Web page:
Whether you're looking to keep yourself motivated, learn a new practice, or entirely rewire your brain, the simplest way to do it is one day at a time. While I have yet to actually enroll in a 12-step program, I've long been a fan of some of the basic tenets, and have incorporated versions of them into my own life.
Instead of getting my support at a regular group meeting, I have formed my own master mind group to give me accountability with continuity; in place of working the Steps, I've implemented my version of the Best Year Yet plan for values-centered goal-setting.
And in place of the Big Book (or, hey, the Good Book!), I've cycled through a series of "page-a-day" books to break the daunting challenge of massive change into manageably-sized chunks. Some of these I uncovered serendipitously, some I sought out upon recommendations from trusted friends.
One important thing to remember as you review this list is that what worked for me in one place and time may not work for you; in each case, I'd advise leafing through a copy before purchasing, or even checking out a copy from your library and test-driving it for two or three weeks. That's usually enough time to tell if something is going to work for you.
For the self-flagellating delicate flower
Were I to come across it now, with its pink cover and rather extreme attitude towards self-care, I'm not sure I would be into it. But 15 or 16 years ago, when I stumbled on Simple Abundance: A Daybook of Comfort and Joy, I was beating myself up with both alarming regularity and vigor: it was the right tool for the right job. Author Sarah Ban Breathnach's mission is to help you "excavate your soul," and her methodology involves extreme gratitude and, as many of the one-star reviews on Amazon have pointed out, a rather romanticized version of domesticity. It's frequently available at used-book stores—often they'll have multiple copies—so it's an easy investment to make if it's right for you.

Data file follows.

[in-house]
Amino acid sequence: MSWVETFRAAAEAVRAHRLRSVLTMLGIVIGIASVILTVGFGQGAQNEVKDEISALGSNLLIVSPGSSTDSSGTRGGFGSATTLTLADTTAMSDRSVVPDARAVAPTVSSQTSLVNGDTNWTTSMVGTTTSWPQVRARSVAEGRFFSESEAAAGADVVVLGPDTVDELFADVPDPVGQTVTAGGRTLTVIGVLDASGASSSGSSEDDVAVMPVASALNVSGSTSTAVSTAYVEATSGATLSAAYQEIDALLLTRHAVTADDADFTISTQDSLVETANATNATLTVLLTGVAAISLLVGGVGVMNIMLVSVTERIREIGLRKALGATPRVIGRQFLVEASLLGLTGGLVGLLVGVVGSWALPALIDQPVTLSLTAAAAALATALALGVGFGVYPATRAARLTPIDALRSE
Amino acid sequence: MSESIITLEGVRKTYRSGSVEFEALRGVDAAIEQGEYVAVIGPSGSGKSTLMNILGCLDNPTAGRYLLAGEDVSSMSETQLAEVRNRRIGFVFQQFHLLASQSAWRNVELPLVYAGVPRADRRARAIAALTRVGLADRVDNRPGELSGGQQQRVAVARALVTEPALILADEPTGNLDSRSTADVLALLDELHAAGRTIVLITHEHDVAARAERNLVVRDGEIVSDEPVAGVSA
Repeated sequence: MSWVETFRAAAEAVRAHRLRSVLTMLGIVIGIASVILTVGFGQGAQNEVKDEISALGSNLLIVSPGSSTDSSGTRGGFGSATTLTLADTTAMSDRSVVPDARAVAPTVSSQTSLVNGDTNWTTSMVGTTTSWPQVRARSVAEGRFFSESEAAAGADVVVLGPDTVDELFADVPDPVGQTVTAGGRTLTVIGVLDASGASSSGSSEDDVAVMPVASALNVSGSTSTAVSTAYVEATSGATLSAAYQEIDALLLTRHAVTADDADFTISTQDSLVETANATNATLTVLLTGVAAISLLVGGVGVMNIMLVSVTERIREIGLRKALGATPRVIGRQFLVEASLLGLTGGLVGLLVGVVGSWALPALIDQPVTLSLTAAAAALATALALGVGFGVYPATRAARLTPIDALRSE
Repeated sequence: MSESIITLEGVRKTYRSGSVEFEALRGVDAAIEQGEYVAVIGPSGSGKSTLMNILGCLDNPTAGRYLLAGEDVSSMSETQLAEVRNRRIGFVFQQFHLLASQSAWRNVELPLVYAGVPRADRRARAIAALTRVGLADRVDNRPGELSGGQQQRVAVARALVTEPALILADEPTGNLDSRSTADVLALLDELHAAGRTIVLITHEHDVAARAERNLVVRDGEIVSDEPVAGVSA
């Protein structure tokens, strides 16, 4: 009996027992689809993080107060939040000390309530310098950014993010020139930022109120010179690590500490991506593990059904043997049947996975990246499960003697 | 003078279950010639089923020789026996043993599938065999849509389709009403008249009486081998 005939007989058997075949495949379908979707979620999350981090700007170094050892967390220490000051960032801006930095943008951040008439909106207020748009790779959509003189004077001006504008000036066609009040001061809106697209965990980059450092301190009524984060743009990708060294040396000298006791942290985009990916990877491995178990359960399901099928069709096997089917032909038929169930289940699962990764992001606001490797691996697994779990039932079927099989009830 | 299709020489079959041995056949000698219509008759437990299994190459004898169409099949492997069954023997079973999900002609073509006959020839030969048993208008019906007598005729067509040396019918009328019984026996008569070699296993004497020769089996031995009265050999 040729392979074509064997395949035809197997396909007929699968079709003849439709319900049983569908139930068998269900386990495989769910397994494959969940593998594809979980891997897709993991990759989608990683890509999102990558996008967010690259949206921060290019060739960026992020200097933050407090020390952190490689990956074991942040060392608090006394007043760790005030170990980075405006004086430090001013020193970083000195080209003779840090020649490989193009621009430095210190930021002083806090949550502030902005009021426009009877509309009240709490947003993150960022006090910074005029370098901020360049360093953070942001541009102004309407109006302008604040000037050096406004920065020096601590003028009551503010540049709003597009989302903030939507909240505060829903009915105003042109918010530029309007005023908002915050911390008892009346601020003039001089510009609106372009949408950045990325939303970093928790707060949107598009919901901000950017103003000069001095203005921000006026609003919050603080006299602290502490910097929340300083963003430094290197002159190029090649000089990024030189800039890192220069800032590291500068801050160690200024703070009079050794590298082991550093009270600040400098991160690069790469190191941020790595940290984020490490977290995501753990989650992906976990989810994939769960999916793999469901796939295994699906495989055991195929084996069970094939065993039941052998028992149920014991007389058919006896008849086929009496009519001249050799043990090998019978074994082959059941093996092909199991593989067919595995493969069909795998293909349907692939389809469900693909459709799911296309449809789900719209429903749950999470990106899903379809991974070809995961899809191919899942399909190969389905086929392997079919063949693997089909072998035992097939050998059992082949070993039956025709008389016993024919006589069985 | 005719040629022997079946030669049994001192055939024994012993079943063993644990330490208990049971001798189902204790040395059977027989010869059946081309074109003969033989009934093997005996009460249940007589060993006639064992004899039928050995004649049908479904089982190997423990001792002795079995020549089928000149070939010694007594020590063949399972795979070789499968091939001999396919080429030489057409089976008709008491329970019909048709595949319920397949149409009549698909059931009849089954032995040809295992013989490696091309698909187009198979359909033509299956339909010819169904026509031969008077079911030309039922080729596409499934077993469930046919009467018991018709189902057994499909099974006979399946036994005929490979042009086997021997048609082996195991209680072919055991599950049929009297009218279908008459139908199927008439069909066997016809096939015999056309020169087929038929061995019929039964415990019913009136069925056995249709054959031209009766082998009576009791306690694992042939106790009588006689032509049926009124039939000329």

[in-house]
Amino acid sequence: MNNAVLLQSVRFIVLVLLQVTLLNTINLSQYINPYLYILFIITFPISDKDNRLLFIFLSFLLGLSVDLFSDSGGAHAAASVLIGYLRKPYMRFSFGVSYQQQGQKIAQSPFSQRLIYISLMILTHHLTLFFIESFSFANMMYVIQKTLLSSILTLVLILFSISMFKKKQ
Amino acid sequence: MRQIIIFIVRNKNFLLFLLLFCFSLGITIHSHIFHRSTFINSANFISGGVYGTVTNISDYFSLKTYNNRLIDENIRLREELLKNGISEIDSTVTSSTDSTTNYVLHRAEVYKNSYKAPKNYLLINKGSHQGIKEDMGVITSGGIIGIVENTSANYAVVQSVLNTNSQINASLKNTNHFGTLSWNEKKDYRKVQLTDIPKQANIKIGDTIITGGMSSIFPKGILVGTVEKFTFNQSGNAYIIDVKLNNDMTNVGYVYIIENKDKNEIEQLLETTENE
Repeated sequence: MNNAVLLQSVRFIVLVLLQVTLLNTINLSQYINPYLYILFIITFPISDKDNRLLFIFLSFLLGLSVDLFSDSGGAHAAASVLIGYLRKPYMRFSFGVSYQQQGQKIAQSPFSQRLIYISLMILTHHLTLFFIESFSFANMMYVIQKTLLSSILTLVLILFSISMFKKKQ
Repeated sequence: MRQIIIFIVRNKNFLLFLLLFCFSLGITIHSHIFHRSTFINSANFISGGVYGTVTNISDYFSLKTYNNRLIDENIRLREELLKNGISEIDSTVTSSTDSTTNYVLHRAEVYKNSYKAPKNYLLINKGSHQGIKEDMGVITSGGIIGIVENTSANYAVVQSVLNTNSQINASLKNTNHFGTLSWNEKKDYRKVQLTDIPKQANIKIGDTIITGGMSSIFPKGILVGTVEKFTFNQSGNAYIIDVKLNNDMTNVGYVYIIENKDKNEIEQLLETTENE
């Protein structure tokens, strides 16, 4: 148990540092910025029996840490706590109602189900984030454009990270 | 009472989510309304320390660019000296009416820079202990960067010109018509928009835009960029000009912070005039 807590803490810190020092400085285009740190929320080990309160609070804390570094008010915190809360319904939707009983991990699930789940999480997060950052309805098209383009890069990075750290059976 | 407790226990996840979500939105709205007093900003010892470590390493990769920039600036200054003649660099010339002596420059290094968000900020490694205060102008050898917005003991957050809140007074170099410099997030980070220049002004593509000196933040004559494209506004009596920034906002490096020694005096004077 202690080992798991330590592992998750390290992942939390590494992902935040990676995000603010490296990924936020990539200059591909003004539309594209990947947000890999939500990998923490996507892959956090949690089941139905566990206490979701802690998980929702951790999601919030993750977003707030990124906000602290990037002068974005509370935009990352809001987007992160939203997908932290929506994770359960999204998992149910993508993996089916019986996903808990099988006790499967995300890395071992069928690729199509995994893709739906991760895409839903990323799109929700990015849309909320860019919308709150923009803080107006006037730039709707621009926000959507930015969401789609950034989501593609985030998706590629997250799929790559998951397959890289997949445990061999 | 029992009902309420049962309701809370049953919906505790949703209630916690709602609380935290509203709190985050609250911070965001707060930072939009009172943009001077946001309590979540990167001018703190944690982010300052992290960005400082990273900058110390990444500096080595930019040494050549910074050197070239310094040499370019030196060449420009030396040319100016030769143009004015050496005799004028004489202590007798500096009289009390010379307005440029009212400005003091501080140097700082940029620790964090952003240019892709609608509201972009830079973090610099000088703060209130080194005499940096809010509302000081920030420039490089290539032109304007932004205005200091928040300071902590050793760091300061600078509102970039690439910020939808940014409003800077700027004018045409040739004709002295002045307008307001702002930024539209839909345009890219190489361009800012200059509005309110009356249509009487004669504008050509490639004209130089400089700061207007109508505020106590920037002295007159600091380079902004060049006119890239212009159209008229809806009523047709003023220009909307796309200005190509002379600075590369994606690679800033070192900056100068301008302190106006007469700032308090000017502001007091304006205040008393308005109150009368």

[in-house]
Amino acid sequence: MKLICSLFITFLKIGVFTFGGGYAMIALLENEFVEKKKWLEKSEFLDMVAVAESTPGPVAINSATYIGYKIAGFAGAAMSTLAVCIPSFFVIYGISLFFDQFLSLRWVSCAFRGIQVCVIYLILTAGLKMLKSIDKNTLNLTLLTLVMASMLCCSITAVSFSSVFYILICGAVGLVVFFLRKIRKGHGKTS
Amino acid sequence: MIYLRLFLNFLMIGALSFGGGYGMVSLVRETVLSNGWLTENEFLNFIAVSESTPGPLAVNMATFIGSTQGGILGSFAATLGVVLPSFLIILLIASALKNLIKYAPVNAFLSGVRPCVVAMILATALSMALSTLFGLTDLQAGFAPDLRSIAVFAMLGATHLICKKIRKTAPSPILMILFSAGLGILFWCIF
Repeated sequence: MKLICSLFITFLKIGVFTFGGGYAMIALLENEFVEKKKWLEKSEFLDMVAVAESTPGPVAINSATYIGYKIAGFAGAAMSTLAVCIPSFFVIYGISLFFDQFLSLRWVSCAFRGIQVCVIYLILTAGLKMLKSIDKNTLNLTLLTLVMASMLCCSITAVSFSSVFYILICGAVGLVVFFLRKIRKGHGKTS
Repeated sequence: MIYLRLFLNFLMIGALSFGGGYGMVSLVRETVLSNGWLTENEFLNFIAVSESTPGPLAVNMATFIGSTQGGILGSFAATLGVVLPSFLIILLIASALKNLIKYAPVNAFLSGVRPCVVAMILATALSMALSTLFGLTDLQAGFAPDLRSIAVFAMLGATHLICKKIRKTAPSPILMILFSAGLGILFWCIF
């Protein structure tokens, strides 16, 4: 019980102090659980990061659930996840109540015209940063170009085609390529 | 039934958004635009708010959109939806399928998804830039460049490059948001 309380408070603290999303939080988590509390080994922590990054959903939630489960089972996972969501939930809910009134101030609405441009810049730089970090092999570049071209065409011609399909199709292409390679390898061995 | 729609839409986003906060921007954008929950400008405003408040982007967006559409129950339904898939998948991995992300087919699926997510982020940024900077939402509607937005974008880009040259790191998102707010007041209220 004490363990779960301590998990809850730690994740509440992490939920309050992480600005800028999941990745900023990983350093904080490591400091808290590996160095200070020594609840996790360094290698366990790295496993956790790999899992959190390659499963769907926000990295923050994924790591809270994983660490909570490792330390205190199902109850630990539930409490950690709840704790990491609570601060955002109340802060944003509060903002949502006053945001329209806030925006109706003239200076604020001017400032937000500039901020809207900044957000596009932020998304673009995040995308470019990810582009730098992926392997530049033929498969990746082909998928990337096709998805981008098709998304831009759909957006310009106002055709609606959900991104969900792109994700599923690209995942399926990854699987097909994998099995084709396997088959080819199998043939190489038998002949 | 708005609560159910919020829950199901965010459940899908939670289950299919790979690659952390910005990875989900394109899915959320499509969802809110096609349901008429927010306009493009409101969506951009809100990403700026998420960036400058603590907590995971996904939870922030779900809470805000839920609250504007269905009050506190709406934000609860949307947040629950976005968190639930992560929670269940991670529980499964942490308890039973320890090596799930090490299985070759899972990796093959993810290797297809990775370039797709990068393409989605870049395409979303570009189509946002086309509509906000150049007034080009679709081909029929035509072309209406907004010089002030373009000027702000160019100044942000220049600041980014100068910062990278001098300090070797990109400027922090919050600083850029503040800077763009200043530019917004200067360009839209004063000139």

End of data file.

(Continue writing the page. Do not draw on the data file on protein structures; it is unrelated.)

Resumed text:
For the money-confounded
If you're already familiar with the dusty old tome in the public domain , you'll probably be as skeptical as I was about this incarnation of Napoleon Hill's famous meditation on success (with prescriptives!). But Think and Grow Rich Every Day, it turns out, is the perfect way to get through what is otherwise a maddening slog of a read. The "authors"—who really are just editors—carve Hill's philosophy into monthly areas of focus, then even smaller daily chunks. While the original is widely available as a free PDF download, it's well worth it to plunk down your cash for a hard copy or Kindle version. (I bought both, plus copies for my entire master mind group.)
A warning: some of Hill's theories are just plain weird; he's got a weird sex fixation that makes October especially tough going. But the contract he includes in the book, which is placed front-and-center in the Every Day version, is nothing short of magical: I used it to help create 50-for-50, my "impossible" dream project, with breathtaking results.
For the control freak
I always wonder about copies of 12-step books I come across at library- and used-book sales: did the reader get everything sorted out and no longer need the program? Did she give up in disgust and/or despair? Did he (sorry) croak?
Whatever the reason someone released it, I'm grateful to have picked up my copy of One Day at a Time in Al-Anon. Each day addresses some aspect of recovery—letting go, minding your own beeswax instead of getting stuck in someone else's, etc.—and includes a brief essay or thought and a quote.
There's a definite religious overtone (lots of God throughout), which may not be your cup of tea. Still, I find the stories both comforting and illuminating; even though I'm not a believer, it's one of my favorite "every day" books.
Do you have any terrific inspirational or self-improvement books? Please, let me know: colleen AT communicatrix DOT com. I'm always on the lookout for the Next Great Read, and I'm especially interested in ways to learn something new or put new habits in place one day at a time.